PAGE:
I believe not. One should dispassionately look at what's being argued instead of concentrating on who's doing the arguing. I'm not saying that one should not maintain a certain cautious approach or use one's own sound judgement.

But I find that most of the times, the words get lost and the entire discussion hinges upon one specific incident in that person's past that has nothing to do with what he/she's saying!

No, it does not. To assign something credit or discredit because of "who" said it rather then "what" was said is a classical fallacy.

And yet, entire faiths are brushed away on the sole basis of "who" espoused it :) and conversely entire faiths are sustained on the sole basis of "who" espoused it....

Since when? Care to give examples? Because none of the prominent Atheists (Dawkins, Hitchens) have ever done that. The Atheists skip the association fallacy and strictly attack the doctrines to refute faith, not by pointing put "bad people who are Christian." It's the Christians who commit this fallacy by pointing out that the founding fathers were Christian (which they weren't, they were Deists anyways) to support the validity of Christianity.

Like when Penn and Teller attack the Dahi Lama, not for his words, but for other things that he has done.
"Wanting Red Rhino Pill to have gender"
Indophile
Posts: 1,414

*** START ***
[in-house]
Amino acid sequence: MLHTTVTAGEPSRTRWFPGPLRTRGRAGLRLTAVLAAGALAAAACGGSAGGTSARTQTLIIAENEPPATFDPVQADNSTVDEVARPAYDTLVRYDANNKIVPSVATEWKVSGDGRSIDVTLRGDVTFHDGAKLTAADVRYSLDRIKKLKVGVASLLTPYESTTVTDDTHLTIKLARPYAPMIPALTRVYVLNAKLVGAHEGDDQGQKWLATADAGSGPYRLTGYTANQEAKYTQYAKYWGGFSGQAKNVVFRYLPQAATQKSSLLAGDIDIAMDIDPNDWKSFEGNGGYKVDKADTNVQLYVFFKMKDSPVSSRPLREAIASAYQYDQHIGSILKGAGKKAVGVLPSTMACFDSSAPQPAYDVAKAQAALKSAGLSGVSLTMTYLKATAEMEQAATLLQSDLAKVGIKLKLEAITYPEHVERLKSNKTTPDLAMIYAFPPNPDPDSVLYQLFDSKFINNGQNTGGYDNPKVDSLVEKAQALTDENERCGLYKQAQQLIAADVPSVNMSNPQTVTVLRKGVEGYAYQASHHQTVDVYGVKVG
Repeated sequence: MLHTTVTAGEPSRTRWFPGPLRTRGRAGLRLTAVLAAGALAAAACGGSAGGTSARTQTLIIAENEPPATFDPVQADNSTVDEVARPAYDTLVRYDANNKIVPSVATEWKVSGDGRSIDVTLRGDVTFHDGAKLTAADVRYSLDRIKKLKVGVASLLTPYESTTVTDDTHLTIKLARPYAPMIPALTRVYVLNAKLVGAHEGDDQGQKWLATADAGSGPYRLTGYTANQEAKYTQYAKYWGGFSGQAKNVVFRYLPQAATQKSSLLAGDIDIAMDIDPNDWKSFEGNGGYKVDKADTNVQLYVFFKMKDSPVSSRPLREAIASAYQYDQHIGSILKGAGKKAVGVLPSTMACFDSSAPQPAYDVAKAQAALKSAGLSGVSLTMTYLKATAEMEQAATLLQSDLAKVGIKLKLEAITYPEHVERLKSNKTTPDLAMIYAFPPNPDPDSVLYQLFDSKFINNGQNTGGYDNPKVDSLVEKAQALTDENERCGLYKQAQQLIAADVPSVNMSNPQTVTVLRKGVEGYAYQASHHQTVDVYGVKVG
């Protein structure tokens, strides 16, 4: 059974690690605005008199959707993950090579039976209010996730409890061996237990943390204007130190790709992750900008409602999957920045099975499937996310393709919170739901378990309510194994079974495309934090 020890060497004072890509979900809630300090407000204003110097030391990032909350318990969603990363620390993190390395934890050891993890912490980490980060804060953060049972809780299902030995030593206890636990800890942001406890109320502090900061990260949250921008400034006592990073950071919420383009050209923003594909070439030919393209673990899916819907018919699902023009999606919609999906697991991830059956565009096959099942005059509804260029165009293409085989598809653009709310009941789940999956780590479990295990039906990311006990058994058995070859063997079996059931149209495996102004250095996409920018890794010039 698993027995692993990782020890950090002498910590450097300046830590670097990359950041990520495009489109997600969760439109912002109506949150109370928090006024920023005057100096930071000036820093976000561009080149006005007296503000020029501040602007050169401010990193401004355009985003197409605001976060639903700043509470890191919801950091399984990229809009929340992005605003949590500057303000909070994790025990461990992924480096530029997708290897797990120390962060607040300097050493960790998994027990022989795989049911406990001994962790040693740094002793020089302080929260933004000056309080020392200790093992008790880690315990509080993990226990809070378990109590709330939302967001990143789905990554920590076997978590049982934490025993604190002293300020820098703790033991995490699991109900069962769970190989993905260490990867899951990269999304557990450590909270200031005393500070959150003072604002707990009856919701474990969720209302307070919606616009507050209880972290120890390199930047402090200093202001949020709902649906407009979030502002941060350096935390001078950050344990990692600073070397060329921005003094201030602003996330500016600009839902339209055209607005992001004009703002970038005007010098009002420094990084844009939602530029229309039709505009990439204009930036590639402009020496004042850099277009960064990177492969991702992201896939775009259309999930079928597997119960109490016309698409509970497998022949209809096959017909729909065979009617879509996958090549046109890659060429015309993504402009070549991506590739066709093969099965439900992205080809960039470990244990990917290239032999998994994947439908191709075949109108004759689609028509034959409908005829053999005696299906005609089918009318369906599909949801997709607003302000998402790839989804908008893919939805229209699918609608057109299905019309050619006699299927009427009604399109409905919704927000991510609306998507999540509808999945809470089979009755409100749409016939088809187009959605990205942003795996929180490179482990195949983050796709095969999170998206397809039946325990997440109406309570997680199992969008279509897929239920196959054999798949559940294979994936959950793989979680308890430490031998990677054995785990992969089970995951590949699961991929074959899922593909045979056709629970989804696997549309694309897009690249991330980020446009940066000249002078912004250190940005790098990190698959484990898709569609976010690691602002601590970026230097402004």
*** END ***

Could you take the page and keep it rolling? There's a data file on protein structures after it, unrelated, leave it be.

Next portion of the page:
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1/19/2011 3:55:37 PM
Posted: 5 years ago
At 1/19/2011 3:46:24 PM, GeoLaureate8 wrote:
At 1/19/2011 3:29:31 PM, Indophile wrote:
At 1/19/2011 3:04:50 PM, OreEle wrote:
At 1/19/2011 2:29:35 PM, Indophile wrote:
Does it matter who said a certain thing, as long as what's been said has merit?

Suppose a person says doing such a thing is good. Should we immediately discard it if we come to know that that person is a criminal? Does a person's personal conduct, beliefs, sexual orientations, or what have you, be allowed to color our judgement at all?

I believe not. One should dispassionately look at what's being argued instead of concentrating on who's doing the arguing. I'm not saying that one should not maintain a certain cautious approach or use one's own sound judgement.

But I find that most of the times, the words get lost and the entire discussion hinges upon one specific incident in that person's past that has nothing to do with what he/she's saying!

No, it does not. To assign something credit or discredit because of "who" said it rather then "what" was said is a classical fallacy.

And yet, entire faiths are brushed away on the sole basis of "who" espoused it :) and conversely entire faiths are sustained on the sole basis of "who" espoused it....